Photography by Gene Tolan
Makeup up Jake Tribus
Models: Rinat Brodach, Ava Raiin, and John Atkinson
All clothing: Rinat Brodach
The first time Rinat Brodach was approached about being the featured fashion designer at Indiana Fashion Week, she had to decline the invitation. The Israeli-American artist is typically keen on mentoring emerging designers and expanding America’s fashion industry beyond its usual geographic boundaries. And participation in the 2019 event would have checked both boxes, but Brodach had a conflicting engagement—a big one, at that.
After starting her namesake women’s wear brand in 2014, and losing a significant investor just a few years later, Brodach caught a break in 2019: a successful audition for Making the Cut. Unfortunately, filming for Season 1 of the reality show overlapped with that year’s Indiana Fashion Week, making it impossible for her to do both. Brodach lasted through six episodes of the show and won the fifth, earning herself a coveted design collaboration with PUMA.
In 2021, Brodach was in a better position to say yes to Indiana Fashion Week, August 14-21. That brings her to Indianapolis, where she’ll mentor emerging fashion designers from the Midwest. As the event’s featured fashion designer, she will also judge a runway competition of their work and show her own designs on the final night.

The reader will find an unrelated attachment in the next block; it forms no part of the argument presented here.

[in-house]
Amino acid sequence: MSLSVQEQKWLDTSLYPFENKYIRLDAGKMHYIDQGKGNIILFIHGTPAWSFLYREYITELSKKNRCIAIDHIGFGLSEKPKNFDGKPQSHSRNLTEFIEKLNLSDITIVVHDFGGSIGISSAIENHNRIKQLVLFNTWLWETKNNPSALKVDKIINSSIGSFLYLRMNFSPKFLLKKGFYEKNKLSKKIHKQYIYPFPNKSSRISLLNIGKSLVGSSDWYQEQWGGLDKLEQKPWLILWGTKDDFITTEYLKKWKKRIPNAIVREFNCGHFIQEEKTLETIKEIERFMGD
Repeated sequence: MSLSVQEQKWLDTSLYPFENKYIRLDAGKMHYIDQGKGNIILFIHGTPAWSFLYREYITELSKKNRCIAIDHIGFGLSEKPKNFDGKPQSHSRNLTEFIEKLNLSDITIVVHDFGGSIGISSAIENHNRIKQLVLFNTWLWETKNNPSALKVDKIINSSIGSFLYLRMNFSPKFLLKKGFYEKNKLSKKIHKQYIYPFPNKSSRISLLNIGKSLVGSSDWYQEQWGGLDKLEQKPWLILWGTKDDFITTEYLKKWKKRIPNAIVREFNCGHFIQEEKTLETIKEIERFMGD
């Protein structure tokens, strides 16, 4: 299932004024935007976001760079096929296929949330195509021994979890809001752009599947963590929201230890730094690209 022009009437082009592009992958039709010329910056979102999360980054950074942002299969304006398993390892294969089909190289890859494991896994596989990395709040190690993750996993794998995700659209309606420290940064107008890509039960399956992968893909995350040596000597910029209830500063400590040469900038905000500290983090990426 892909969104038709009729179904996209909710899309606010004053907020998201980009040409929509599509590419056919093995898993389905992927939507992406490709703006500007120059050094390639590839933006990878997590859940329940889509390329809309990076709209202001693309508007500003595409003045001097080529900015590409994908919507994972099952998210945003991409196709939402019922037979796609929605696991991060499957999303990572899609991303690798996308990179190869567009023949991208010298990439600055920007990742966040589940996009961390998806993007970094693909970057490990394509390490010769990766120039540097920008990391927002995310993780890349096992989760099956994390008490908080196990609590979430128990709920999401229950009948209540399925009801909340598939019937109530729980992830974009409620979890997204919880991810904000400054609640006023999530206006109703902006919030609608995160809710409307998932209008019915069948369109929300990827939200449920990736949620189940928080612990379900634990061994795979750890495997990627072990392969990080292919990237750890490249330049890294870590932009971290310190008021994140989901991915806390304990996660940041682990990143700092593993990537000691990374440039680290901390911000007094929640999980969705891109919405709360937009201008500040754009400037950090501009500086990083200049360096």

In some ways, what Brodach has learned over the past two years makes her a better coach than she would have been in 2019. Not only has she launched a successful brand by climbing the industry’s traditional ladder; she has also gone off-script from conventional wisdom about what it takes to succeed in fashion.
Brodach was forced to regroup and innovate after losing financial backing for her women’s wear line. Heeding her own instincts, she pivoted to designing affordably-priced, gender-fluid clothing, sold direct to consumers from her website.
From then on, things started to click. Celebrities like Billy Porter and cast members from Orange Is the New Black began to show up on red carpets in her designs. Then came the successful audition for Making the Cut.